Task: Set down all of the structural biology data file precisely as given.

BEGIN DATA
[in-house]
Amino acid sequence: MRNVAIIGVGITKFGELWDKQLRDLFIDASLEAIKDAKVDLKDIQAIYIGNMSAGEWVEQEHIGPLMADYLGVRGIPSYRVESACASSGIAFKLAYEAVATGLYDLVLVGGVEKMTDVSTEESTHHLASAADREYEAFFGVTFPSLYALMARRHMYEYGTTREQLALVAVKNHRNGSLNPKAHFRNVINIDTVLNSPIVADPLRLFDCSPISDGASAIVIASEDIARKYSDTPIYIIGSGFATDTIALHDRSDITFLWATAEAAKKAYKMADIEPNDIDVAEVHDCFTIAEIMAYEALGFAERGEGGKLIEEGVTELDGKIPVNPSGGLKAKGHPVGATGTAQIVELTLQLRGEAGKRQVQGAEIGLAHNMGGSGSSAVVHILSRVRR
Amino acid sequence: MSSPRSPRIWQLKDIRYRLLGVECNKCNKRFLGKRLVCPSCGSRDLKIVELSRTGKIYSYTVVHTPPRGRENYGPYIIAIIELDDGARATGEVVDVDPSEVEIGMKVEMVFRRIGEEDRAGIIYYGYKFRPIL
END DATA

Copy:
[in-house]
Amino acid sequence: MRNVAIIGVGITKFGELWDKQLRDLFIDASLEAIKDAKVDLKDIQAIYIGNMSAGEWVEQEHIGPLMADYLGVRGIPSYRVESACASSGIAFKLAYEAVATGLYDLVLVGGVEKMTDVSTEESTHHLASAADREYEAFFGVTFPSLYALMARRHMYEYGTTREQLALVAVKNHRNGSLNPKAHFRNVINIDTVLNSPIVADPLRLFDCSPISDGASAIVIASEDIARKYSDTPIYIIGSGFATDTIALHDRSDITFLWATAEAAKKAYKMADIEPNDIDVAEVHDCFTIAEIMAYEALGFAERGEGGKLIEEGVTELDGKIPVNPSGGLKAKGHPVGATGTAQIVELTLQLRGEAGKRQVQGAEIGLAHNMGGSGSSAVVHILSRVRR
Amino acid sequence: MSSPRSPRIWQLKDIRYRLLGVECNKCNKRFLGKRLVCPSCGSRDLKIVELSRTGKIYSYTVVHTPPRGRENYGPYIIAIIELDDGARATGEVVDVDPSEVEIGMKVEMVFRRIGEEDRAGIIYYGYKFRPIL